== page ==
By Ronnie Cohen
FAIRFAX, California (Reuters) - The Coast Guard is set to allow sailboat racing in the Pacific off northern California for the first time since five sailors died in a yacht wreck last month, but new safety rules will be in place.
Racing will resume with the Spinnaker Cup, which starts on Friday and goes from the San Francisco Bay area community of Belvedere to Monterey, the Coast Guard said.
The Coast Guard had stopped issuing permits for ocean racing while awaiting results of a U.S. Sailing Association investigation into the April 14 fatal accident in the Full Crew Farallones Race.
In that event, a large wave struck the 38-foot (11.6-meter) Low Speed Chase sailboat and swept crew members overboard as the ship rounded an island. Five people aboard the ship were killed, and three people survived.
In a separate tragedy on April 28, a sailboat on a yacht race from southern California to Mexico disappeared from a tracking system off the Mexican coastline, and the bodies of four crew members were later found in the area.
The Coast Guard was probing what led to those deaths, and had been looking at the possibility their ship hit rocks.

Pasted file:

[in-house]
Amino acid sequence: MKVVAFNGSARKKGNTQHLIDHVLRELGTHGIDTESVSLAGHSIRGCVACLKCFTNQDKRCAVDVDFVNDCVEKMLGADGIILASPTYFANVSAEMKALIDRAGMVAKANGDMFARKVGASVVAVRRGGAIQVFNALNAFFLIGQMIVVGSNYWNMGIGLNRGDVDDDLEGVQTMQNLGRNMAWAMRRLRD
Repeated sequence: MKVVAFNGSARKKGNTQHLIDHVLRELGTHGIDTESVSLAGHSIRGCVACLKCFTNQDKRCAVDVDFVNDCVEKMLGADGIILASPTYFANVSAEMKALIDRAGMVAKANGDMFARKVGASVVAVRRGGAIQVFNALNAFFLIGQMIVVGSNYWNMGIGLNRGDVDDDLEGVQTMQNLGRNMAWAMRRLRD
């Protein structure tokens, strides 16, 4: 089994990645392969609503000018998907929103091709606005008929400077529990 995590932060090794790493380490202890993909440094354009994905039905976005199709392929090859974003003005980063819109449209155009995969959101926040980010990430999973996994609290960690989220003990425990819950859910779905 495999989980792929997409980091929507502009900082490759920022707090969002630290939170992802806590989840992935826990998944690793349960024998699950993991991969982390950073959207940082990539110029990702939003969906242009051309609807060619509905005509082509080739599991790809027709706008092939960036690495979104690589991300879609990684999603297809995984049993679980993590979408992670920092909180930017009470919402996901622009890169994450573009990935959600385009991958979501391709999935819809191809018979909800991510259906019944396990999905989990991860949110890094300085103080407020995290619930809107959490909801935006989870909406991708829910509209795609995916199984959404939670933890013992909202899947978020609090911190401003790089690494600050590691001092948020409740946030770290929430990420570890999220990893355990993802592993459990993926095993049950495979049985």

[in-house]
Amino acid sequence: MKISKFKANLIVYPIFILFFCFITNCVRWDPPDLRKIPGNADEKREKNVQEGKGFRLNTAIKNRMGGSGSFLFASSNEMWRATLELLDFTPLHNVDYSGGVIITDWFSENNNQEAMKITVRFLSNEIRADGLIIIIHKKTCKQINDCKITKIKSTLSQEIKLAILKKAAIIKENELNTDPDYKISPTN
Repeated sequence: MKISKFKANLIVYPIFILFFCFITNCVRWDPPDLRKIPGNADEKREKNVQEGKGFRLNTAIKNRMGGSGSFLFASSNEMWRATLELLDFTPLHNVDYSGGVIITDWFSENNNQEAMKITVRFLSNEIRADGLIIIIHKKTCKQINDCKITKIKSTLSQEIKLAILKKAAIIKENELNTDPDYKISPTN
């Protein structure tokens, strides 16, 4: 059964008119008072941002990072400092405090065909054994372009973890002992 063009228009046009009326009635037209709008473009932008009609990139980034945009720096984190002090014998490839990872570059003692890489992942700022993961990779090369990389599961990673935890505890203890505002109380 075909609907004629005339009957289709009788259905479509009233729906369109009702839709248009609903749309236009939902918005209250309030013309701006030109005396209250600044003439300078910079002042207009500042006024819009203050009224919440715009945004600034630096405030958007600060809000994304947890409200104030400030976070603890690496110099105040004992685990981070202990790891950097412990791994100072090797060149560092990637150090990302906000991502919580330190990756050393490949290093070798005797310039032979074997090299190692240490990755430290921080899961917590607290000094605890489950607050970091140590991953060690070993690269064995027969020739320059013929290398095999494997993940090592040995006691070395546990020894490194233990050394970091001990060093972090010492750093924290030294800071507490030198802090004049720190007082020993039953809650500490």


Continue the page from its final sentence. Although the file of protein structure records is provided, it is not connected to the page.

After the Sailing Association issued preliminary findings on the wreck, the Coast Guard and the sailing community fashioned safety changes intended to prevent a similar accident.
Under the changes, boats must maintain a safe distance from the rocky Farallon Islands, said Coast Guard spokesman Michael Lutz.
The permit for the Spinnaker Cup race also includes new measures for race organizers and the Coast Guard to coordinate and account for participating sailors, Lutz said. In addition, it includes a random post-race boat inspection to ensure minimum safety requirements were met, he said.
"The Coast Guard appreciates the tremendous support of the offshore race organizers and sponsoring yacht clubs during this safety stand-down," said Coast Guard Captain Cynthia Stowe, who is based in San Francisco.
(Editing by Alex Dobuzinskis and Lisa Shumaker)